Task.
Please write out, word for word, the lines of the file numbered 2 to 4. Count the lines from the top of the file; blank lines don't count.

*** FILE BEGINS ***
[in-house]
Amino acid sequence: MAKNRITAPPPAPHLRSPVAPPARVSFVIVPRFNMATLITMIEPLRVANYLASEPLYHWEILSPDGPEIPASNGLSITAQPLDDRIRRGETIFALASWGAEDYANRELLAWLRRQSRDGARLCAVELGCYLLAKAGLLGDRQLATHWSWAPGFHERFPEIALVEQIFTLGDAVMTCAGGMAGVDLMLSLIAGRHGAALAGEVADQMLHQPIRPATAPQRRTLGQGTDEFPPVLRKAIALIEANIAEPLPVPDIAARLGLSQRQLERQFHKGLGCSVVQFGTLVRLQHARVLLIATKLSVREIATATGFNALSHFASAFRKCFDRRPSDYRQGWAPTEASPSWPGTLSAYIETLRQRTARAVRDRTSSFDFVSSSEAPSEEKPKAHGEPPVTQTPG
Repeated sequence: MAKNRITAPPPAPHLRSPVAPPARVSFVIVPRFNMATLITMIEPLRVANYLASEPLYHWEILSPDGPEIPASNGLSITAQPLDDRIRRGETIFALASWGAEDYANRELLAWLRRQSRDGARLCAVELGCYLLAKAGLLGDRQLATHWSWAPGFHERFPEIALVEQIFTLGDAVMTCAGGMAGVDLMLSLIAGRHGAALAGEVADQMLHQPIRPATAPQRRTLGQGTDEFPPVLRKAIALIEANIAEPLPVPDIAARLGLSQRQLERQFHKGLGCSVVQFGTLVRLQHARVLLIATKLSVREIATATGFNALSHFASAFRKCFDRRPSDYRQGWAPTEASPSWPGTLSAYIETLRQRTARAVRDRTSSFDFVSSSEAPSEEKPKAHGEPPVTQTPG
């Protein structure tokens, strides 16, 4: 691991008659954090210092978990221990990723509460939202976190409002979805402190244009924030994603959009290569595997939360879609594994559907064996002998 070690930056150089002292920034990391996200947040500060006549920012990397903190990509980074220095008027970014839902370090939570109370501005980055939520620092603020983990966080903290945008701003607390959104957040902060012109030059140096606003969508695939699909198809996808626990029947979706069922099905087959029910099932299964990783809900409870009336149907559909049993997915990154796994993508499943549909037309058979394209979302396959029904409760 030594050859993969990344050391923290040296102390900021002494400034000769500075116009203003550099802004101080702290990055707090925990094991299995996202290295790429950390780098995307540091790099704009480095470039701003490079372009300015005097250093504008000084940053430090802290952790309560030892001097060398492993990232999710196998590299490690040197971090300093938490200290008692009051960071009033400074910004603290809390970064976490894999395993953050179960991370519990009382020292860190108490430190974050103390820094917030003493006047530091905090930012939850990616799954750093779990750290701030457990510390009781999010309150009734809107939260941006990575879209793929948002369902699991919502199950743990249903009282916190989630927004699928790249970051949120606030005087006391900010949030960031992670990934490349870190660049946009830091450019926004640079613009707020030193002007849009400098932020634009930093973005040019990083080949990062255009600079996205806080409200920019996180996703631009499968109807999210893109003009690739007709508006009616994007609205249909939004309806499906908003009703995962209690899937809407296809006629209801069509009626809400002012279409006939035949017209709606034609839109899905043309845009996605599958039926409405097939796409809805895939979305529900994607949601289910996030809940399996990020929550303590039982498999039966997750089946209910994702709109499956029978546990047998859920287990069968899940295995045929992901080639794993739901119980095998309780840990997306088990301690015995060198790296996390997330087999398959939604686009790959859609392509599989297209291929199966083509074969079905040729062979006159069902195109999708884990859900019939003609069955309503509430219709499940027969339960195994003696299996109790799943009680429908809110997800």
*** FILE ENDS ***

Amino acid sequence: MAKNRITAPPPAPHLRSPVAPPARVSFVIVPRFNMATLITMIEPLRVANYLASEPLYHWEILSPDGPEIPASNGLSITAQPLDDRIRRGETIFALASWGAEDYANRELLAWLRRQSRDGARLCAVELGCYLLAKAGLLGDRQLATHWSWAPGFHERFPEIALVEQIFTLGDAVMTCAGGMAGVDLMLSLIAGRHGAALAGEVADQMLHQPIRPATAPQRRTLGQGTDEFPPVLRKAIALIEANIAEPLPVPDIAARLGLSQRQLERQFHKGLGCSVVQFGTLVRLQHARVLLIATKLSVREIATATGFNALSHFASAFRKCFDRRPSDYRQGWAPTEASPSWPGTLSAYIETLRQRTARAVRDRTSSFDFVSSSEAPSEEKPKAHGEPPVTQTPG
Repeated sequence: MAKNRITAPPPAPHLRSPVAPPARVSFVIVPRFNMATLITMIEPLRVANYLASEPLYHWEILSPDGPEIPASNGLSITAQPLDDRIRRGETIFALASWGAEDYANRELLAWLRRQSRDGARLCAVELGCYLLAKAGLLGDRQLATHWSWAPGFHERFPEIALVEQIFTLGDAVMTCAGGMAGVDLMLSLIAGRHGAALAGEVADQMLHQPIRPATAPQRRTLGQGTDEFPPVLRKAIALIEANIAEPLPVPDIAARLGLSQRQLERQFHKGLGCSVVQFGTLVRLQHARVLLIATKLSVREIATATGFNALSHFASAFRKCFDRRPSDYRQGWAPTEASPSWPGTLSAYIETLRQRTARAVRDRTSSFDFVSSSEAPSEEKPKAHGEPPVTQTPG
């Protein structure tokens, strides 16, 4: 691991008659954090210092978990221990990723509460939202976190409002979805402190244009924030994603959009290569595997939360879609594994559907064996002998 070690930056150089002292920034990391996200947040500060006549920012990397903190990509980074220095008027970014839902370090939570109370501005980055939520620092603020983990966080903290945008701003607390959104957040902060012109030059140096606003969508695939699909198809996808626990029947979706069922099905087959029910099932299964990783809900409870009336149907559909049993997915990154796994993508499943549909037309058979394209979302396959029904409760 030594050859993969990344050391923290040296102390900021002494400034000769500075116009203003550099802004101080702290990055707090925990094991299995996202290295790429950390780098995307540091790099704009480095470039701003490079372009300015005097250093504008000084940053430090802290952790309560030892001097060398492993990232999710196998590299490690040197971090300093938490200290008692009051960071009033400074910004603290809390970064976490894999395993953050179960991370519990009382020292860190108490430190974050103390820094917030003493006047530091905090930012939850990616799954750093779990750290701030457990510390009781999010309150009734809107939260941006990575879209793929948002369902699991919502199950743990249903009282916190989630927004699928790249970051949120606030005087006391900010949030960031992670990934490349870190660049946009830091450019926004640079613009707020030193002007849009400098932020634009930093973005040019990083080949990062255009600079996205806080409200920019996180996703631009499968109807999210893109003009690739007709508006009616994007609205249909939004309806499906908003009703995962209690899937809407296809006629209801069509009626809400002012279409006939035949017209709606034609839109899905043309845009996605599958039926409405097939796409809805895939979305529900994607949601289910996030809940399996990020929550303590039982498999039966997750089946209910994702709109499956029978546990047998859920287990069968899940295995045929992901080639794993739901119980095998309780840990997306088990301690015995060198790296996390997330087999398959939604686009790959859609392509599989297209291929199966083509074969079905040729062979006159069902195109999708884990859900019939003609069955309503509430219709499940027969339960195994003696299996109790799943009680429908809110997800």